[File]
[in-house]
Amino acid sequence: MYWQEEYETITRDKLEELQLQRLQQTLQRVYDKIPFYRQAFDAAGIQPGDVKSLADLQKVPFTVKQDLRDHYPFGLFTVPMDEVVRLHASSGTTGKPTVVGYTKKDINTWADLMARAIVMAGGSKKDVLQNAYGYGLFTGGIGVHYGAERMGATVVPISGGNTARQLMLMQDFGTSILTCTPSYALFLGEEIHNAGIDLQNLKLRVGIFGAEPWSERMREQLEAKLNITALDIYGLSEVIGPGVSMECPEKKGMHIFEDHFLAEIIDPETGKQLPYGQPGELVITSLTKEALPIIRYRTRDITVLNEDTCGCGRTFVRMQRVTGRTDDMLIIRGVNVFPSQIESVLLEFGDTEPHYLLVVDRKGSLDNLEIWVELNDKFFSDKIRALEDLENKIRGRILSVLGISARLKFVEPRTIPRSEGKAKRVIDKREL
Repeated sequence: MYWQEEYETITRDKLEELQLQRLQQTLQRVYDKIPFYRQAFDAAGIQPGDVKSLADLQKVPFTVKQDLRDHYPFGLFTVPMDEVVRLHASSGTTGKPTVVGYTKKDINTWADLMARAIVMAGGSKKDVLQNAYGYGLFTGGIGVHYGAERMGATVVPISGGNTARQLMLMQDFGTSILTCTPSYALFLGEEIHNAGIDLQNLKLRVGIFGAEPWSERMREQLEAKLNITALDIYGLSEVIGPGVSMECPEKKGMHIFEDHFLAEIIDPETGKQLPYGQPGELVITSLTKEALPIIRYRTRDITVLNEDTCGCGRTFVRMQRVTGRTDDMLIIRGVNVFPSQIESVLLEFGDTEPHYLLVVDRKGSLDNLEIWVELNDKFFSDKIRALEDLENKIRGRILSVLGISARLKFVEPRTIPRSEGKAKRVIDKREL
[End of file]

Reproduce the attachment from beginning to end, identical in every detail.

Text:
[in-house]
Amino acid sequence: MYWQEEYETITRDKLEELQLQRLQQTLQRVYDKIPFYRQAFDAAGIQPGDVKSLADLQKVPFTVKQDLRDHYPFGLFTVPMDEVVRLHASSGTTGKPTVVGYTKKDINTWADLMARAIVMAGGSKKDVLQNAYGYGLFTGGIGVHYGAERMGATVVPISGGNTARQLMLMQDFGTSILTCTPSYALFLGEEIHNAGIDLQNLKLRVGIFGAEPWSERMREQLEAKLNITALDIYGLSEVIGPGVSMECPEKKGMHIFEDHFLAEIIDPETGKQLPYGQPGELVITSLTKEALPIIRYRTRDITVLNEDTCGCGRTFVRMQRVTGRTDDMLIIRGVNVFPSQIESVLLEFGDTEPHYLLVVDRKGSLDNLEIWVELNDKFFSDKIRALEDLENKIRGRILSVLGISARLKFVEPRTIPRSEGKAKRVIDKREL
Repeated sequence: MYWQEEYETITRDKLEELQLQRLQQTLQRVYDKIPFYRQAFDAAGIQPGDVKSLADLQKVPFTVKQDLRDHYPFGLFTVPMDEVVRLHASSGTTGKPTVVGYTKKDINTWADLMARAIVMAGGSKKDVLQNAYGYGLFTGGIGVHYGAERMGATVVPISGGNTARQLMLMQDFGTSILTCTPSYALFLGEEIHNAGIDLQNLKLRVGIFGAEPWSERMREQLEAKLNITALDIYGLSEVIGPGVSMECPEKKGMHIFEDHFLAEIIDPETGKQLPYGQPGELVITSLTKEALPIIRYRTRDITVLNEDTCGCGRTFVRMQRVTGRTDDMLIIRGVNVFPSQIESVLLEFGDTEPHYLLVVDRKGSLDNLEIWVELNDKFFSDKIRALEDLENKIRGRILSVLGISARLKFVEPRTIPRSEGKAKRVIDKREL